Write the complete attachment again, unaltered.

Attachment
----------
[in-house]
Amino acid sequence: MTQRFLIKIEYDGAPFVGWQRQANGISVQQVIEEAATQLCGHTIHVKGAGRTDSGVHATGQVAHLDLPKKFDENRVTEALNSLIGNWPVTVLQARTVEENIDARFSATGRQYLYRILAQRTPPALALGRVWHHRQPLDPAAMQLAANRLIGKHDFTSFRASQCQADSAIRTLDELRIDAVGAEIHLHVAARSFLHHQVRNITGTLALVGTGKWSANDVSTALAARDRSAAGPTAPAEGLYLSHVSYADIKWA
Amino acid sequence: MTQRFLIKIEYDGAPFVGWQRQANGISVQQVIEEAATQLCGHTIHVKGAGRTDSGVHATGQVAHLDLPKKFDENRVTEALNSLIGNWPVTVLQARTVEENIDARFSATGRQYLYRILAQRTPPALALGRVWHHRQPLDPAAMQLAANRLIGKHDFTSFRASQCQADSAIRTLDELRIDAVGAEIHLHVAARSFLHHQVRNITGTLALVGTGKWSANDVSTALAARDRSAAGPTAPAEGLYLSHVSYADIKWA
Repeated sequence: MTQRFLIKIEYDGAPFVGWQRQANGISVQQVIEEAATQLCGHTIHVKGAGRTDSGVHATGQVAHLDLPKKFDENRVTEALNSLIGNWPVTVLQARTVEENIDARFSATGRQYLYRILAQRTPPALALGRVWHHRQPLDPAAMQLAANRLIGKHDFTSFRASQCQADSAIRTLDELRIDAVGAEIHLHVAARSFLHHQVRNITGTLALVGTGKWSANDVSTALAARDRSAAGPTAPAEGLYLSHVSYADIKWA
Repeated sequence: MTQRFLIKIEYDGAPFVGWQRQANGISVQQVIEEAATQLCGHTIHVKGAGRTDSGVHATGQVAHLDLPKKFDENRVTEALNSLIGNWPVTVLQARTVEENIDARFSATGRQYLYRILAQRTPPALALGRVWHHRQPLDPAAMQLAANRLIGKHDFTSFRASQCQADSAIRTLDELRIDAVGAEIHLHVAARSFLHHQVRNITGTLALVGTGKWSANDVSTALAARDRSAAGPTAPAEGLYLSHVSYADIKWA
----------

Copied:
[in-house]
Amino acid sequence: MTQRFLIKIEYDGAPFVGWQRQANGISVQQVIEEAATQLCGHTIHVKGAGRTDSGVHATGQVAHLDLPKKFDENRVTEALNSLIGNWPVTVLQARTVEENIDARFSATGRQYLYRILAQRTPPALALGRVWHHRQPLDPAAMQLAANRLIGKHDFTSFRASQCQADSAIRTLDELRIDAVGAEIHLHVAARSFLHHQVRNITGTLALVGTGKWSANDVSTALAARDRSAAGPTAPAEGLYLSHVSYADIKWA
Amino acid sequence: MTQRFLIKIEYDGAPFVGWQRQANGISVQQVIEEAATQLCGHTIHVKGAGRTDSGVHATGQVAHLDLPKKFDENRVTEALNSLIGNWPVTVLQARTVEENIDARFSATGRQYLYRILAQRTPPALALGRVWHHRQPLDPAAMQLAANRLIGKHDFTSFRASQCQADSAIRTLDELRIDAVGAEIHLHVAARSFLHHQVRNITGTLALVGTGKWSANDVSTALAARDRSAAGPTAPAEGLYLSHVSYADIKWA
Repeated sequence: MTQRFLIKIEYDGAPFVGWQRQANGISVQQVIEEAATQLCGHTIHVKGAGRTDSGVHATGQVAHLDLPKKFDENRVTEALNSLIGNWPVTVLQARTVEENIDARFSATGRQYLYRILAQRTPPALALGRVWHHRQPLDPAAMQLAANRLIGKHDFTSFRASQCQADSAIRTLDELRIDAVGAEIHLHVAARSFLHHQVRNITGTLALVGTGKWSANDVSTALAARDRSAAGPTAPAEGLYLSHVSYADIKWA
Repeated sequence: MTQRFLIKIEYDGAPFVGWQRQANGISVQQVIEEAATQLCGHTIHVKGAGRTDSGVHATGQVAHLDLPKKFDENRVTEALNSLIGNWPVTVLQARTVEENIDARFSATGRQYLYRILAQRTPPALALGRVWHHRQPLDPAAMQLAANRLIGKHDFTSFRASQCQADSAIRTLDELRIDAVGAEIHLHVAARSFLHHQVRNITGTLALVGTGKWSANDVSTALAARDRSAAGPTAPAEGLYLSHVSYADIKWA